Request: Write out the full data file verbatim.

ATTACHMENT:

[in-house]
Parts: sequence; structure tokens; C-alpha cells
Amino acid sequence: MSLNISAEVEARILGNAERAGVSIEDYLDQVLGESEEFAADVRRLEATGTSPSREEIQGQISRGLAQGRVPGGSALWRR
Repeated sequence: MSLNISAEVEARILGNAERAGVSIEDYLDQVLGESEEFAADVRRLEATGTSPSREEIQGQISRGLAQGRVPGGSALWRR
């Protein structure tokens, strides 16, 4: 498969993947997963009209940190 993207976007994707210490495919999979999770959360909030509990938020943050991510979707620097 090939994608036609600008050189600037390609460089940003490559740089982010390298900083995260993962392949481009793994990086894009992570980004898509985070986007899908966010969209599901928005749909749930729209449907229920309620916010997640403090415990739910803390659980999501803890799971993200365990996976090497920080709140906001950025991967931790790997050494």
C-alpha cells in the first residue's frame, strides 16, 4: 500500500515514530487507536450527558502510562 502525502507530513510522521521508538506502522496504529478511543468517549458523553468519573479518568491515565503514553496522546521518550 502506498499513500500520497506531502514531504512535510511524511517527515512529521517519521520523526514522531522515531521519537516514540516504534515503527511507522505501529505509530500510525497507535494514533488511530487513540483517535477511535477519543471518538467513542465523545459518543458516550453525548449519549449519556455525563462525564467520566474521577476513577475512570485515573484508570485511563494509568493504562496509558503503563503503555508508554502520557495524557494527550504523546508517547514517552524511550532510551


[in-house]
Parts: sequence; structure tokens; C-alpha cells
Amino acid sequence: MSLNISAEVEARILGNAERAGVSIEDYLDQVLGESEEFAADVRRLEATGTSPSREEIQGQISRGLAQGRVPGGSALWRR
Repeated sequence: MSLNISAEVEARILGNAERAGVSIEDYLDQVLGESEEFAADVRRLEATGTSPSREEIQGQISRGLAQGRVPGGSALWRR
């Protein structure tokens, strides 16, 4: 498969993947997963009209940190 993207976007994707210490495919999979999770959360909030509990938020943050991510979707620097 090939994608036609600008050189600037390609460089940003490559740089982010390298900083995260993962392949481009793994990086894009992570980004898509985070986007899908966010969209599901928005749909749930729209449907229920309620916010997640403090415990739910803390659980999501803890799971993200365990996976090497920080709140906001950025991967931790790997050494």
C-alpha cells in the first residue's frame, strides 16, 4: 500500500515514530487507536450527558502510562 502525502507530513510522521521508538506502522496504529478511543468517549458523553468519573479518568491515565503514553496522546521518550 502506498499513500500520497506531502514531504512535510511524511517527515512529521517519521520523526514522531522515531521519537516514540516504534515503527511507522505501529505509530500510525497507535494514533488511530487513540483517535477511535477519543471518538467513542465523545459518543458516550453525548449519549449519556455525563462525564467520566474521577476513577475512570485515573484508570485511563494509568493504562496509558503503563503503555508508554502520557495524557494527550504523546508517547514517552524511550532510551